I'm aware of these kinds of theories, but I chose not to comment on them for the following reasons:

1) Although these "occult lores" all have similar themes and "secret histories" of the "real core" of Christianity, there are dozens of variations and permutations of the story, each with their own particular way of talking about the central illuminati hierarchy and how important Biblical and historical figures did what they did in fulfillment of the Grant Occult Purpose. The legends tend to be syncretic: they hodge-podge from one another. To that end, sorting them out and picking the best fit of the many legends out there is a long slog through swampy territory. Moreover,

2) They're not worth much time as belief systems or histories. That doesn't mean the Wachowskis aren't thinking of them, but I don't have much personal investment in decoding the symbolism along those lines as a disinterested exercise. If someone else wants to, by all means. But, furthermore,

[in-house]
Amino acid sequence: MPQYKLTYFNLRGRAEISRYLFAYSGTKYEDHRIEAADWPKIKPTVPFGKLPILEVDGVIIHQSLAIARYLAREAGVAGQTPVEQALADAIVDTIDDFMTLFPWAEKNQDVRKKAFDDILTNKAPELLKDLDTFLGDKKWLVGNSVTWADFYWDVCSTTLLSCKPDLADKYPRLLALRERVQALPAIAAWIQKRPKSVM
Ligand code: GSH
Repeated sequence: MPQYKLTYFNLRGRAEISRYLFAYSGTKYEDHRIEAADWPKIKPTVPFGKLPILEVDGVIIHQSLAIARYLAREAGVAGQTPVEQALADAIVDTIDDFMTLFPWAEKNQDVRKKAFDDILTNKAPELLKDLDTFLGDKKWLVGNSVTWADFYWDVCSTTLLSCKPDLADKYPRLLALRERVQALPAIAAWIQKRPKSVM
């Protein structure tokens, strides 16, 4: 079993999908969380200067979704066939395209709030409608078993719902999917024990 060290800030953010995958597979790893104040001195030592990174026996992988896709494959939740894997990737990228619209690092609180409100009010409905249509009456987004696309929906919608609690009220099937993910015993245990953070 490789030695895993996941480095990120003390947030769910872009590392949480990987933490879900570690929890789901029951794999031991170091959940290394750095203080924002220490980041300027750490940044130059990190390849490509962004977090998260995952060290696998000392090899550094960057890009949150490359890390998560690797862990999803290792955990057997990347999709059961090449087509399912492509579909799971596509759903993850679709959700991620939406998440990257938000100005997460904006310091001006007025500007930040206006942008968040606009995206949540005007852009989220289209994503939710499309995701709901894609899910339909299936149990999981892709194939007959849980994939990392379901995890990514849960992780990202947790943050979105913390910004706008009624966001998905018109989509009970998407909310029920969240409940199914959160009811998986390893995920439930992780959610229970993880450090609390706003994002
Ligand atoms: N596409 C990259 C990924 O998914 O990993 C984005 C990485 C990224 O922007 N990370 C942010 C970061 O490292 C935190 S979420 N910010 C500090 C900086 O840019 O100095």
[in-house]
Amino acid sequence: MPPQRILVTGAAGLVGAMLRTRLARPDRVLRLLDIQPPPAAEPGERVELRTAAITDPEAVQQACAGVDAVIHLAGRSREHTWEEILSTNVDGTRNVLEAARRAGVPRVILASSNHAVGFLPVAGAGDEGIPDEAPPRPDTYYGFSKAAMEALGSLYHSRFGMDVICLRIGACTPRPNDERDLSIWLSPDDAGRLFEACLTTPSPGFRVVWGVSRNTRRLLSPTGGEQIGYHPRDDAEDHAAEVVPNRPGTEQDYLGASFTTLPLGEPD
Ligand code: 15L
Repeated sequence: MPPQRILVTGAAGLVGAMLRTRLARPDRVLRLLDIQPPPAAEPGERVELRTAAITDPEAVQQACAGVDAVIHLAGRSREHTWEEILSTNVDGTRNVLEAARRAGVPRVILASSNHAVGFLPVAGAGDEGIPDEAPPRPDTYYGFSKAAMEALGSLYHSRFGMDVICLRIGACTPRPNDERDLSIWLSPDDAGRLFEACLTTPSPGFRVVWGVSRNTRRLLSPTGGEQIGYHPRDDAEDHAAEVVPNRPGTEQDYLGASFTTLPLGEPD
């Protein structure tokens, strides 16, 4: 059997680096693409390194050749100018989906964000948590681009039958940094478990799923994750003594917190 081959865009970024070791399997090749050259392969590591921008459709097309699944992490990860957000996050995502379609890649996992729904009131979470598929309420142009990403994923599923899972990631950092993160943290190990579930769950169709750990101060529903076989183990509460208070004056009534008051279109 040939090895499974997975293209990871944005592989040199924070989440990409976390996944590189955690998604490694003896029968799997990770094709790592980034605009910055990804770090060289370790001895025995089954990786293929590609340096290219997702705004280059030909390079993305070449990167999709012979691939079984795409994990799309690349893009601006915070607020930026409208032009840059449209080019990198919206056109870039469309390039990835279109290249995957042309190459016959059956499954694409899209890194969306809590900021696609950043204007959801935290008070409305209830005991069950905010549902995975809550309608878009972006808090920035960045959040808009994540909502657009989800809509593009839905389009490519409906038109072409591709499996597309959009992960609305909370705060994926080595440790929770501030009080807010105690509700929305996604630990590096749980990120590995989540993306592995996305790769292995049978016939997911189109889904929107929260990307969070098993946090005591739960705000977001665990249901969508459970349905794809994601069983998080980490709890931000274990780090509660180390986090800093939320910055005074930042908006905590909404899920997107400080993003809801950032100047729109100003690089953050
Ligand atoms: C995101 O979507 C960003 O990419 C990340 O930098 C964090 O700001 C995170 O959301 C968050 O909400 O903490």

3) I'm not sure that Masonic / Illuminati type legends which are Medieval or Enlightenment-era in origin explain the movie so well as Gnosticism or the Middle Platonic worldview. This could be eisegesis on my part. I err on the side of making my pop culture interpretations deeper than they should be. The movie seems to deploy along primarily philosophical lines, which means, to me at least, that the historical references are constellated around the core philosophy of the movie, not the other way around. They seem to be fairly serious about their use of philosophy (cf. my earlier post about Reeves reading Schopenhauer, Kant, etc.) Because the philosophy is relatively serious, I'm guessing the historical references won't be to totally wacked-out occult lore. I could be very wrong. But: